Walking in from the rain and cold we were warmly greeted by the cosy interior of Tetsuya's restaurant and the friendly wait staff. After signing in our umbrella at the entrance we were shown to our seats overlooking the peaceful mini Japanese garden, with a little pond and 3 tier mini waterfall. The light raindrops falling on the water surface of the pond together with the wet garden made it even more surreal; like spring in
Once seated we peruse the drinks menu. H ordered the Sloeberry Bomb cocktail and I got the Jade cocktail. Both were very smoothly blended. Compliments to the bartender.
Jade (left) and Sloeberry Bomb (right)
Sourdough Bread with Truffle Butter - This was just so delish. I love sourdough bread and this was one of the best I've ever had. I could just eat it on it's own without any butter or spread. However, once paired with the truffle butter and a little sprinkle of rock salt, oh my god, words just can't describe it. The waitstaff asked if I wanted another once I've finished off the bread but I decided against it lest I would be too full to finish all 12 courses.
Our first course was Chilled Corn Soup with Saffron and Vanilla Ice Cream. The corn soup was surprisingly sweet, but not in a 'sugar added' kind of way, but just by the great quality and freshness of the corn. Texture-wise, the soup was very smooth with just the right consistency.
Oysters with Tetsuya's famous oyster vinaigrette. We only got one serve of the oysters as I'm not too fond of them but H loves them. He says they are the best oysters he's ever had even though he normally prefers his oysters "au naturel". We paid $9 for the 2 oysters which is pretty cheap considering the dining establishment.
Next up was the Smoked Ocean Trout with Avruga Caviar and a semi-cooked egg yolk. I'm having trouble describing the degree of cook-ness (? don't think that is a word) of the egg yolk; it wasn't half boiled with liquid egg yolk pouring out, but it wasn't boiled egg yolk either which is crumbly. It's sort of semi solid. Later on, I discovered from an article from another foodie blogger (http://talennyn.blogspot.com/2008/12/tetsuyas.html) that the egg yolk was actually a frozen raw egg yolk! It created the "feel" of it being cooked. Boy, were we duped! Anyhow, the waitstaff advised that Tetsuya recommend that we mix all 3 ingredients together in order to bring out the wholesome taste that Tetsuya had created. I've never actually tasted anything like it. A very rich dish with the smokiness of the ocean trout, saltiness of the Avruga caviar and the creaminess of the egg yolk all in one. I loved the taste immediately on first bite.
Leek and Crab Custard - This reminds me of chawanmushi and was one of my favourite dish of the night. Steamed egg with tiny crab meat topped with a rich miso soup and 2 drops of leek flavoured oil. I love how the rich miso soup added an extra dimension to the light taste of very smooth egg custard. Couldn't taste much of the crab though as they were tiny but they did add flavour to the custard.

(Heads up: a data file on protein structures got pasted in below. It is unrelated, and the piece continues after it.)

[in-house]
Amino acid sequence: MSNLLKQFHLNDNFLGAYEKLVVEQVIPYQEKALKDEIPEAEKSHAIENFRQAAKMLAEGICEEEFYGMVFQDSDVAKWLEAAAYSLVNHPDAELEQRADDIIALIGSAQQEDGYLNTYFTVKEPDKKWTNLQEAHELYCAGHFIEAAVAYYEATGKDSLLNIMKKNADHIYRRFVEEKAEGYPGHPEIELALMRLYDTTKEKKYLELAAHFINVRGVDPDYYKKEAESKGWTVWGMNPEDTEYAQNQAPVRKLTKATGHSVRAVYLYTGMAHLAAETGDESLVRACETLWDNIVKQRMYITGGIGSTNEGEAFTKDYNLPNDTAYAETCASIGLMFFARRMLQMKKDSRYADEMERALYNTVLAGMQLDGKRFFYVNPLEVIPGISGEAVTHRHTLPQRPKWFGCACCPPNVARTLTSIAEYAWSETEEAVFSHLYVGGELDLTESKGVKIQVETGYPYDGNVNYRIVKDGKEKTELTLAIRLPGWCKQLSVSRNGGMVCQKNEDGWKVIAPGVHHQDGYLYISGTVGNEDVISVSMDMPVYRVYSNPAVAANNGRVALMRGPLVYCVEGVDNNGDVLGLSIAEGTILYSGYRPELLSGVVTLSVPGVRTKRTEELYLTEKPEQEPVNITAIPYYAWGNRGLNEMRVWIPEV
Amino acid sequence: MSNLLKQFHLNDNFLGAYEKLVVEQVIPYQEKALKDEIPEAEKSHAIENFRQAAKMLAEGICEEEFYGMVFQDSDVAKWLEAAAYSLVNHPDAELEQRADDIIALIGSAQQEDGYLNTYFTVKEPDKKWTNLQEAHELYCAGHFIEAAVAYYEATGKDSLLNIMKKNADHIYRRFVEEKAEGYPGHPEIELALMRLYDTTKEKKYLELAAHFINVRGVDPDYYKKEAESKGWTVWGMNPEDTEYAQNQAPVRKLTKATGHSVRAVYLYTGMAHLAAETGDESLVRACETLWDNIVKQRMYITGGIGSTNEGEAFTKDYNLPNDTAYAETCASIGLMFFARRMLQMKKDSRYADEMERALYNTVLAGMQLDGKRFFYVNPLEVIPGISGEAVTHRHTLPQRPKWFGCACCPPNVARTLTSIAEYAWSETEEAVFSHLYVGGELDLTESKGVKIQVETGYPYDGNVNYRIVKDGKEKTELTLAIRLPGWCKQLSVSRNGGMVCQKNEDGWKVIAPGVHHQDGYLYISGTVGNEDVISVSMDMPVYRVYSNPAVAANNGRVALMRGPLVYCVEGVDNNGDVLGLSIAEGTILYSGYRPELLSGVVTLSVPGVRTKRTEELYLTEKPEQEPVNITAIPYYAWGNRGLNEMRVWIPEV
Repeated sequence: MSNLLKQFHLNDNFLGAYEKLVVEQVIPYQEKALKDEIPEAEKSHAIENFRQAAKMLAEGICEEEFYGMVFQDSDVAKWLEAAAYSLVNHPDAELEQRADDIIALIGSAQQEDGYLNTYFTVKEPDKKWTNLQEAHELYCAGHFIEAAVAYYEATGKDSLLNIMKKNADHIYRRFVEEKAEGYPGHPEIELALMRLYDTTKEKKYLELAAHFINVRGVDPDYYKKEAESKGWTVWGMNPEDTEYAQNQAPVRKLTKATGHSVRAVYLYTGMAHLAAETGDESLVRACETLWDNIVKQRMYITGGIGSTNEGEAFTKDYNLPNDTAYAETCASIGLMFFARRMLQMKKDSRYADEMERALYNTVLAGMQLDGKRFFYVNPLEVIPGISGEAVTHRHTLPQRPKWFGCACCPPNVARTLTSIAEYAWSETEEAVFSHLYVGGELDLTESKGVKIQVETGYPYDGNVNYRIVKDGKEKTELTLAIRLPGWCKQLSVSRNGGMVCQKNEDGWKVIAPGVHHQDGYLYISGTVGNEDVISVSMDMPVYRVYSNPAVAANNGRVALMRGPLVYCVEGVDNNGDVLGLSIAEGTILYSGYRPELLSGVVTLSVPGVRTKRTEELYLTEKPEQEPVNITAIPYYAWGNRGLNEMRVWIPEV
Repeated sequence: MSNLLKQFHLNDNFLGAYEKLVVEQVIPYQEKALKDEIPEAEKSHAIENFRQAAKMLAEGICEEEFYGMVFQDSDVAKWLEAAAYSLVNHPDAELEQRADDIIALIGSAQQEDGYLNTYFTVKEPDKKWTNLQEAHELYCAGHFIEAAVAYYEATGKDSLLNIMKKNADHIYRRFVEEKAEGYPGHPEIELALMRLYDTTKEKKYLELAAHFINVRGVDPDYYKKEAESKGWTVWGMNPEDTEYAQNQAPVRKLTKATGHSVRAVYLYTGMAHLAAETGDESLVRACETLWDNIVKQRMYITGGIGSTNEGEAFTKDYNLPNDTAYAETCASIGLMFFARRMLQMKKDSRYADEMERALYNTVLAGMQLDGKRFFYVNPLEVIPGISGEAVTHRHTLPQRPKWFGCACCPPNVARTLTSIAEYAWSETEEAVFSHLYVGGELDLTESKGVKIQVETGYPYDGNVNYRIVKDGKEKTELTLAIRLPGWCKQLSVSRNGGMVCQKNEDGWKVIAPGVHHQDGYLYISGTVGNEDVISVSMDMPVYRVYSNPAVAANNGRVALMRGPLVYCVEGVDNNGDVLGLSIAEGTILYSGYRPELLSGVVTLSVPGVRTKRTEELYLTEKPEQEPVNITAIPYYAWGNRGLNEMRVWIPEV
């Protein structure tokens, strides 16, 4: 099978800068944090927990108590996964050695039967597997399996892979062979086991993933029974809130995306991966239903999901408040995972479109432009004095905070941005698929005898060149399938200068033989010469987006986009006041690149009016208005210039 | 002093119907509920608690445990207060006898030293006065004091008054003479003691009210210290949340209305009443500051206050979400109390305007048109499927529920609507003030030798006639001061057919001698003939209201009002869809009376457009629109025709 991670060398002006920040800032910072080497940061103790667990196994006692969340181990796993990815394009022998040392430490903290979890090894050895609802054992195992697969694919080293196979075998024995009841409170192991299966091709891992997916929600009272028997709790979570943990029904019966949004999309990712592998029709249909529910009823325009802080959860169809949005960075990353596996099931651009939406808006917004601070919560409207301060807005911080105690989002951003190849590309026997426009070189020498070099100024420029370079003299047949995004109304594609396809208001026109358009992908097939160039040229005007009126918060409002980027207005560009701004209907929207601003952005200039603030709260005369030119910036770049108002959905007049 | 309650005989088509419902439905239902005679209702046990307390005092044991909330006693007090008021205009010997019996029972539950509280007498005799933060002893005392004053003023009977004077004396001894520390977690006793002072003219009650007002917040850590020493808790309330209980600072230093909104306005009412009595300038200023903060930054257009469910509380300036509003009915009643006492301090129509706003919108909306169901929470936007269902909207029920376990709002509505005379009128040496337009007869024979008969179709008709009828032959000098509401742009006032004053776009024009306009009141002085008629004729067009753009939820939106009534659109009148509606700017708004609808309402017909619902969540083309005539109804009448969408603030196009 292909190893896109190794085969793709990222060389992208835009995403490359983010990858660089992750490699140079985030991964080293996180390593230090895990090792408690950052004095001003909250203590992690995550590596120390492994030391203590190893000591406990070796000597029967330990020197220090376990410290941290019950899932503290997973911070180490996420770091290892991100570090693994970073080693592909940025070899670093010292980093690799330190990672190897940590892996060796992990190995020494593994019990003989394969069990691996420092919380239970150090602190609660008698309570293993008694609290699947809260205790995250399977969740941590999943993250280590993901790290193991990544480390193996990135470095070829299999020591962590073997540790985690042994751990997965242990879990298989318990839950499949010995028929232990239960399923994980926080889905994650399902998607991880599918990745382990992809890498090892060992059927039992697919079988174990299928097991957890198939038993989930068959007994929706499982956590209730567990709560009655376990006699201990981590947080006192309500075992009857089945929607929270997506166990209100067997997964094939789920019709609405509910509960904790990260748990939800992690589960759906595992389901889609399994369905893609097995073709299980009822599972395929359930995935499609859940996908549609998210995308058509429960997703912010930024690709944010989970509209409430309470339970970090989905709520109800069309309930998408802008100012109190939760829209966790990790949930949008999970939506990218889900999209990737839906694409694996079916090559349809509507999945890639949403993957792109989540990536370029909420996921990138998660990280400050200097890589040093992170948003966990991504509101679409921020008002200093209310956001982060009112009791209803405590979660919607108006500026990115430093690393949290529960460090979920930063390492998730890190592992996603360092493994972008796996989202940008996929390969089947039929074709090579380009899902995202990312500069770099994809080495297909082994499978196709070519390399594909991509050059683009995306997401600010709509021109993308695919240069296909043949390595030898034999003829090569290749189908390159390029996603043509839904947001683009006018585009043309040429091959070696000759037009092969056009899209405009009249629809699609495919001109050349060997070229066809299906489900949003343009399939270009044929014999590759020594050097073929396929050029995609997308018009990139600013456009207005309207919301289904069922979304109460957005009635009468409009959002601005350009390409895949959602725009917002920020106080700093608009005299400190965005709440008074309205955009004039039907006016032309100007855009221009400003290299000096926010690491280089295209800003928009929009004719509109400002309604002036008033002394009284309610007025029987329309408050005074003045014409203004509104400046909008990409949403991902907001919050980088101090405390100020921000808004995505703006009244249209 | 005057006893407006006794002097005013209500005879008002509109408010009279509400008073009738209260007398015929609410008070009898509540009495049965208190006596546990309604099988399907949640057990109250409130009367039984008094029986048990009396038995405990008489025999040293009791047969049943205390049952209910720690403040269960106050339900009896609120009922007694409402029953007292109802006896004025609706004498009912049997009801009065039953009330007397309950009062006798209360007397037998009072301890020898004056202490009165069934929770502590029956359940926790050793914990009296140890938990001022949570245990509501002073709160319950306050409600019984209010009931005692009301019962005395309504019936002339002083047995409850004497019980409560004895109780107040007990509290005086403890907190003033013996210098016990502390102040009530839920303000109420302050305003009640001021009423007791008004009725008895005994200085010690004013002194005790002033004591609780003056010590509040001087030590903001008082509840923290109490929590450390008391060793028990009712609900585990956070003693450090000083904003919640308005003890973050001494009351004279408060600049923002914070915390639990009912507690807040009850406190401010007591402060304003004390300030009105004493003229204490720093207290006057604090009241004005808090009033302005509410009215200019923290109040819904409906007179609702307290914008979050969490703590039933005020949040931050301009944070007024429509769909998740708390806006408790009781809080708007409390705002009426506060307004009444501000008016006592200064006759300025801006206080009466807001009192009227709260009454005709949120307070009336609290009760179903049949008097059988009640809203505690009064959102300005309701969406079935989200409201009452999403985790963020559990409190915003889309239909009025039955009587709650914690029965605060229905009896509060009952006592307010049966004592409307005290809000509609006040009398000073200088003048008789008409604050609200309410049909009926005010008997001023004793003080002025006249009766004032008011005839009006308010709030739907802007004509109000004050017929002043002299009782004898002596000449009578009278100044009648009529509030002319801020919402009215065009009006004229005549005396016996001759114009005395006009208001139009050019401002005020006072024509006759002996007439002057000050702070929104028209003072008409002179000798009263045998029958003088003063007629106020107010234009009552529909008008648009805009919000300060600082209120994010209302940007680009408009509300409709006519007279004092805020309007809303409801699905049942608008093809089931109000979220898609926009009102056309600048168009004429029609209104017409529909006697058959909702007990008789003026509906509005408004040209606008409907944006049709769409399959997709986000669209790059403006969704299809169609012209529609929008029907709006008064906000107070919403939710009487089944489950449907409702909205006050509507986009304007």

From right to left; Marinated Scampi w/ White Miso and Passionfruit, Scampi in Sea Water and Lemon Scented Olive Oil and Grilled Scampi Wrapped in Pancetta. I didn't know scampi could taste like this! Although I must admit my past affair with scampi was mostly of the deep-fried frozen kind while I was living on a student budget in the
Next was the Scampi in Sea Water and Lemon Scented Olive Oil. H and I had a mini debate over whether the "sea water" here could be man-made salt water or actual sea water? We finally agreed that it was actual sea water as there is no escaping the distinct smell of sea water. I think the saltiness of the sea water made the scampi meat taste all the more sweeter but the meat was not as sweet as the scampi with white miso. The waitstaff advised us to slowly pull the skewered scampi out of the glass so that it gets coated generously with the olive oil layer.
The final scampi on this course was the Grilled Scampi in Pancetta. Very yummy. Having the grilled scampi last made me appreciate the texture of cooked scampi versus raw scampi. The cooked scampi was more succulent and juicer compared to the other two but the meat was not as sweet. Still, all were yummy and I will never look at scampi ever the same again.
Tetsuya's signature dish - Confit of Petuna Tasmanian Ocean Trout with Konbu, Apple, and Daikon. This dish is sooo good. I love how the konbu flavour permeates and complements the ocean trout, roe, apple and daikon. I am in love with this dish! The trout was easy to slice and the moment it finds my tongue, the flesh of the trout melted away. When eaten together with the roe and the apple and daikon mix, the taste was indescribable. I told H that eating this dish made me feel like I was home. I felt safe. Never have I thought that food could make me feel that way.
Terrine of Queensland Spanner Crab with Avocado Soup - The dish is the weakest link out of all the dishes we had tonight. Not to say that the dish was horrible, the crab meat was actually very fresh and sweet. However, I didn't think that the avocado soup complemented or added to the taste of the crab meat / dish.
Fillet of Barramundi with Braised Baby Fennel. Catching a whiff of this dish reminded me of the Chinese steamed fish with soy sauce and spring onions but it tasted nothing like that. Tetsuya's Barramundi has a very delicate and mild flavour, focusing one's attention to the freshness of the fish and the tenderness of the meat. I'm not a big fan of fennel but this was actually really good - sweet and juicy.
We are now at the end of the seafood dishes and starting on the meat section. At this point my stomach is almost reaching it's full capacity but I resolve to soldier on...
See Tetsuya (part 2) for continuation of our Tetsuya experience.